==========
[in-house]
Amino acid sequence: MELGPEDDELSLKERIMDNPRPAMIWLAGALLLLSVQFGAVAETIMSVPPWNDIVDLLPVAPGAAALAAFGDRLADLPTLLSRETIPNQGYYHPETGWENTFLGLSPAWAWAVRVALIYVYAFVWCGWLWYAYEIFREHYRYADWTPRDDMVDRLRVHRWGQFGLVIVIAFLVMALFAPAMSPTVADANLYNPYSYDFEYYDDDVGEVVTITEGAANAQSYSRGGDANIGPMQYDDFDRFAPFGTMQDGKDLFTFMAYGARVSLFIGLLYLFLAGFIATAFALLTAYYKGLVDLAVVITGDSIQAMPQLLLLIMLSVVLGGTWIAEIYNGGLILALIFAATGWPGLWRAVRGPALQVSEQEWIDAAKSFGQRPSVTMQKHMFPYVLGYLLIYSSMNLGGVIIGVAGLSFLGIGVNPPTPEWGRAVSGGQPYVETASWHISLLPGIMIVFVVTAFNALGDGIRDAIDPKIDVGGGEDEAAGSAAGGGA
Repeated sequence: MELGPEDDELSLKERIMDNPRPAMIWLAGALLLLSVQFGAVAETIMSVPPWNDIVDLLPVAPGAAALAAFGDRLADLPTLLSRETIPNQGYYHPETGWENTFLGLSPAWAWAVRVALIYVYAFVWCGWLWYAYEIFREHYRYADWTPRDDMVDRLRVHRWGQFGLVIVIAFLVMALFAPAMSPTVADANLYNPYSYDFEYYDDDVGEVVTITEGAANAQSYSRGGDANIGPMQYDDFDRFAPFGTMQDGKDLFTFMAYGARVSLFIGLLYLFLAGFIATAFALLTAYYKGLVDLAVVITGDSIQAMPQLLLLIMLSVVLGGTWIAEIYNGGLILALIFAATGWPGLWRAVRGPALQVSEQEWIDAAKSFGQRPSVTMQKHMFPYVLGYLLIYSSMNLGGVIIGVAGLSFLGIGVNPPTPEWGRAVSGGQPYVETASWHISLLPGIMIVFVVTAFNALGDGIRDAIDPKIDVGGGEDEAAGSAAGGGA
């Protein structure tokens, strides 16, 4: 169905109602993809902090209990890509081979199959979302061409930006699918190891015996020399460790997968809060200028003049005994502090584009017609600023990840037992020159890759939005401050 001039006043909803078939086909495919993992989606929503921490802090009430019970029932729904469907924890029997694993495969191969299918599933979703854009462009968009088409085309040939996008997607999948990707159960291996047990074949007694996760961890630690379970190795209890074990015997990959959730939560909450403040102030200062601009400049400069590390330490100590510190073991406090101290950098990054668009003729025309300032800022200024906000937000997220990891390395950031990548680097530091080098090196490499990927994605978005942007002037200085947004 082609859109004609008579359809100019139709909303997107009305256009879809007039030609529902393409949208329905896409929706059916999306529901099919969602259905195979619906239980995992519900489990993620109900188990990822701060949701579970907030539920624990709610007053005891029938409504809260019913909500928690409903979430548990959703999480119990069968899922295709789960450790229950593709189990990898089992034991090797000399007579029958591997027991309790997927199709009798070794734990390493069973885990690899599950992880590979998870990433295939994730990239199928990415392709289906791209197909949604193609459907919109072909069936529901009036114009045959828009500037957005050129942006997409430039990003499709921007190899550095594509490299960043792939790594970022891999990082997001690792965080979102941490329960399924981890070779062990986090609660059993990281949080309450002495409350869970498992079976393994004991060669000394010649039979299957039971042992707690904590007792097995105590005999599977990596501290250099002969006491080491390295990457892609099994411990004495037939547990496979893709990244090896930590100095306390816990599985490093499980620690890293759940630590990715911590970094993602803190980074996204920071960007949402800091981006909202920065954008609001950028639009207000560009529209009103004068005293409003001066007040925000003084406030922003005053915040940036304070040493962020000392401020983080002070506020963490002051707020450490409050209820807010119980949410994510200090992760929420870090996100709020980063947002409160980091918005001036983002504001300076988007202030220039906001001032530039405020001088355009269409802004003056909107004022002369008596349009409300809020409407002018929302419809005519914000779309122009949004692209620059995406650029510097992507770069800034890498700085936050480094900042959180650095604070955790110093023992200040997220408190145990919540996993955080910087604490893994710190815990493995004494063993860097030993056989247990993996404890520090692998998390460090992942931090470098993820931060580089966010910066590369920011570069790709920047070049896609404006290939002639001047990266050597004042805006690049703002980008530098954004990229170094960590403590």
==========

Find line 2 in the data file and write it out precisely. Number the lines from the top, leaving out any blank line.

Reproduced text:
Amino acid sequence: MELGPEDDELSLKERIMDNPRPAMIWLAGALLLLSVQFGAVAETIMSVPPWNDIVDLLPVAPGAAALAAFGDRLADLPTLLSRETIPNQGYYHPETGWENTFLGLSPAWAWAVRVALIYVYAFVWCGWLWYAYEIFREHYRYADWTPRDDMVDRLRVHRWGQFGLVIVIAFLVMALFAPAMSPTVADANLYNPYSYDFEYYDDDVGEVVTITEGAANAQSYSRGGDANIGPMQYDDFDRFAPFGTMQDGKDLFTFMAYGARVSLFIGLLYLFLAGFIATAFALLTAYYKGLVDLAVVITGDSIQAMPQLLLLIMLSVVLGGTWIAEIYNGGLILALIFAATGWPGLWRAVRGPALQVSEQEWIDAAKSFGQRPSVTMQKHMFPYVLGYLLIYSSMNLGGVIIGVAGLSFLGIGVNPPTPEWGRAVSGGQPYVETASWHISLLPGIMIVFVVTAFNALGDGIRDAIDPKIDVGGGEDEAAGSAAGGGA